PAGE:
Flagstaff’s famed Museum Club is a Route 66 icon, east of downtown Flagstaff. It’s a living reminder of the days of driving the Mother Road.
The Museum Club garnered its name from its beginnings as a museum, taxidermy shop and trading post, the boyhood dream of taxidermist Dean Eldredge in the early 1930s. The museum was a showplace for Eldredge’s lifetime collection of stuffed animals, Indian artifacts, rifles, and a reported 30,000 items of interest and curios.
Positioned on Route 66, travelers stopped to see the landmark, and locals soon dubbed the establishment, “The Zoo.”
Eldredge died after just five years in business, and most of his collection was sold. In 1936, Doc Williams, a local saddle maker bought the building, and taking advantage of the end of Prohibition he opened a nightclub that was an immediate success.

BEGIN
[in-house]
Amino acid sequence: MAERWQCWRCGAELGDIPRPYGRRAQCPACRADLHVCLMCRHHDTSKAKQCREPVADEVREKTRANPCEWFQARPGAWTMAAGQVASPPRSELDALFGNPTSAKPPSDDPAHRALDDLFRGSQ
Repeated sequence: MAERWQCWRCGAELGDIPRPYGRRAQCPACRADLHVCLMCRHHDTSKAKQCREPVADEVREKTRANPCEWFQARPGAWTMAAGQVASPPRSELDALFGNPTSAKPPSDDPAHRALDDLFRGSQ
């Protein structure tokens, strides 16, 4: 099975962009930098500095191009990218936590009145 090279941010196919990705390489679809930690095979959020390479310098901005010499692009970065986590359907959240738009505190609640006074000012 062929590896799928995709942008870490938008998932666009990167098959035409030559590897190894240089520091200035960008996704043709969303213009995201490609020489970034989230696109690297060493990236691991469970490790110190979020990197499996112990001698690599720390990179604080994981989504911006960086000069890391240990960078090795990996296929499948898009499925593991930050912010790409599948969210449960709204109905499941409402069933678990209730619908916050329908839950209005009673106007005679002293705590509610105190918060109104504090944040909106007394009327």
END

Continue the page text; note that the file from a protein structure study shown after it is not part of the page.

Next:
Several owners operated the establishment through the years, and it survived as a nightclub, recording studio and roadhouse. In 1963, Don Scott, a steel guitarist who had spent time with Bob Wills’ Texas Playboys, bought the club and turned it into a country music dance hall, and began to book acts like Wills, Waylon Jennings and Willie Nelson.
With his many contacts in the music industry, Scott put the club on the map on the western swing circuit. Many aspiring stars making the trip from Nashville to Las Vegas were booked into The Museum Club.
In 1978, Martin and Stacie Zanzucchi bought the club, made extensive renovations, and restored some of the ambiance of “The Zoo” with taxidermy mounts, antlers and period décor.
Today The Museum Club thrives, hosting rising stars of country music and new sounds as well.